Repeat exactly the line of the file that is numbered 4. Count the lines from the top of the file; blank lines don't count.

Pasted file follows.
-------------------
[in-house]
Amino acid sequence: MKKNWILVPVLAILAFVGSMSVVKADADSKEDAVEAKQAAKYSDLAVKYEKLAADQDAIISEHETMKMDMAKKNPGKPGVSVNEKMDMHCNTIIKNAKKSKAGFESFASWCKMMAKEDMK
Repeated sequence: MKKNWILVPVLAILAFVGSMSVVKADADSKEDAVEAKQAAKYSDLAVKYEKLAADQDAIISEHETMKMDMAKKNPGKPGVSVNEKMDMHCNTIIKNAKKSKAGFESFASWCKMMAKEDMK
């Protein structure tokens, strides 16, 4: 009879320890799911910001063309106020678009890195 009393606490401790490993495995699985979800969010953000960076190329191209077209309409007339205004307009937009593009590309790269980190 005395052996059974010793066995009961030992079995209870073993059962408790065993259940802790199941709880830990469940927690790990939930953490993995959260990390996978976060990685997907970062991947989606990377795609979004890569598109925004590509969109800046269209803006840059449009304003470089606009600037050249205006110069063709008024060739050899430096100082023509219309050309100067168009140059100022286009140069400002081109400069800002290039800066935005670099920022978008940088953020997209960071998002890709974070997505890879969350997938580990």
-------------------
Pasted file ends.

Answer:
């Protein structure tokens, strides 16, 4: 009879320890799911910001063309106020678009890195 009393606490401790490993495995699985979800969010953000960076190329191209077209309409007339205004307009937009593009590309790269980190 005395052996059974010793066995009961030992079995209870073993059962408790065993259940802790199941709880830990469940927690790990939930953490993995959260990390996978976060990685997907970062991947989606990377795609979004890569598109925004590509969109800046269209803006840059449009304003470089606009600037050249205006110069063709008024060739050899430096100082023509219309050309100067168009140059100022286009140069400002081109400069800002290039800066935005670099920022978008940088953020997209960071998002890709974070997505890879969350997938580990």